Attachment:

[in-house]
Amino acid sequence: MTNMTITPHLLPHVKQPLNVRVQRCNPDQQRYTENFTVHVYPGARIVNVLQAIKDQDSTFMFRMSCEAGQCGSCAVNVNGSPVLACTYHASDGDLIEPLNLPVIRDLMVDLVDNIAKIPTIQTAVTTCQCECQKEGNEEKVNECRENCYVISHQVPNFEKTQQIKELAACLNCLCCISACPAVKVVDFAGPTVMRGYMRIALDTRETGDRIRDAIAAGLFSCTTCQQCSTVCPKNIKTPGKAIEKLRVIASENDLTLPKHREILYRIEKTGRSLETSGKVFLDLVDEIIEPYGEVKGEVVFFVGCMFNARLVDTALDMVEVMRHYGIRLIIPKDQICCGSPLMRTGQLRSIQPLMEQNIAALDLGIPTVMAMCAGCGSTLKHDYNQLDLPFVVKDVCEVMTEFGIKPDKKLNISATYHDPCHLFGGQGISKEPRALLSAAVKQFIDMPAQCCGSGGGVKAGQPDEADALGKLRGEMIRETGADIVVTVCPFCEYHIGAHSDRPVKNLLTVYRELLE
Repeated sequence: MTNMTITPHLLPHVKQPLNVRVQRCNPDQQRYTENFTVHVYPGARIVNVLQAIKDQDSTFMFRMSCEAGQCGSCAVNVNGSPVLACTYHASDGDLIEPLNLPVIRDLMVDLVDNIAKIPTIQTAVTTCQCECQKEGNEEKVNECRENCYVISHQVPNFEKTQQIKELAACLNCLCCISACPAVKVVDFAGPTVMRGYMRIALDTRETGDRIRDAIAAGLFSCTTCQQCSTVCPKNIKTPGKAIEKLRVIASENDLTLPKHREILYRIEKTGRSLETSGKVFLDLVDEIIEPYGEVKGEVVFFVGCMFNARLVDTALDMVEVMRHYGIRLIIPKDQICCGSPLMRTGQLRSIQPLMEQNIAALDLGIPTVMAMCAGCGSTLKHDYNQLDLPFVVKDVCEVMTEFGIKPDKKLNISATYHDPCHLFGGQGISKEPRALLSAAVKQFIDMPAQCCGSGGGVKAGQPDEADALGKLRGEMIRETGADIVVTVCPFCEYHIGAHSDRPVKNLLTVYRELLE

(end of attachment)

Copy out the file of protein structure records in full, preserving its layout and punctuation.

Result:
[in-house]
Amino acid sequence: MTNMTITPHLLPHVKQPLNVRVQRCNPDQQRYTENFTVHVYPGARIVNVLQAIKDQDSTFMFRMSCEAGQCGSCAVNVNGSPVLACTYHASDGDLIEPLNLPVIRDLMVDLVDNIAKIPTIQTAVTTCQCECQKEGNEEKVNECRENCYVISHQVPNFEKTQQIKELAACLNCLCCISACPAVKVVDFAGPTVMRGYMRIALDTRETGDRIRDAIAAGLFSCTTCQQCSTVCPKNIKTPGKAIEKLRVIASENDLTLPKHREILYRIEKTGRSLETSGKVFLDLVDEIIEPYGEVKGEVVFFVGCMFNARLVDTALDMVEVMRHYGIRLIIPKDQICCGSPLMRTGQLRSIQPLMEQNIAALDLGIPTVMAMCAGCGSTLKHDYNQLDLPFVVKDVCEVMTEFGIKPDKKLNISATYHDPCHLFGGQGISKEPRALLSAAVKQFIDMPAQCCGSGGGVKAGQPDEADALGKLRGEMIRETGADIVVTVCPFCEYHIGAHSDRPVKNLLTVYRELLE
Repeated sequence: MTNMTITPHLLPHVKQPLNVRVQRCNPDQQRYTENFTVHVYPGARIVNVLQAIKDQDSTFMFRMSCEAGQCGSCAVNVNGSPVLACTYHASDGDLIEPLNLPVIRDLMVDLVDNIAKIPTIQTAVTTCQCECQKEGNEEKVNECRENCYVISHQVPNFEKTQQIKELAACLNCLCCISACPAVKVVDFAGPTVMRGYMRIALDTRETGDRIRDAIAAGLFSCTTCQQCSTVCPKNIKTPGKAIEKLRVIASENDLTLPKHREILYRIEKTGRSLETSGKVFLDLVDEIIEPYGEVKGEVVFFVGCMFNARLVDTALDMVEVMRHYGIRLIIPKDQICCGSPLMRTGQLRSIQPLMEQNIAALDLGIPTVMAMCAGCGSTLKHDYNQLDLPFVVKDVCEVMTEFGIKPDKKLNISATYHDPCHLFGGQGISKEPRALLSAAVKQFIDMPAQCCGSGGGVKAGQPDEADALGKLRGEMIRETGADIVVTVCPFCEYHIGAHSDRPVKNLLTVYRELLE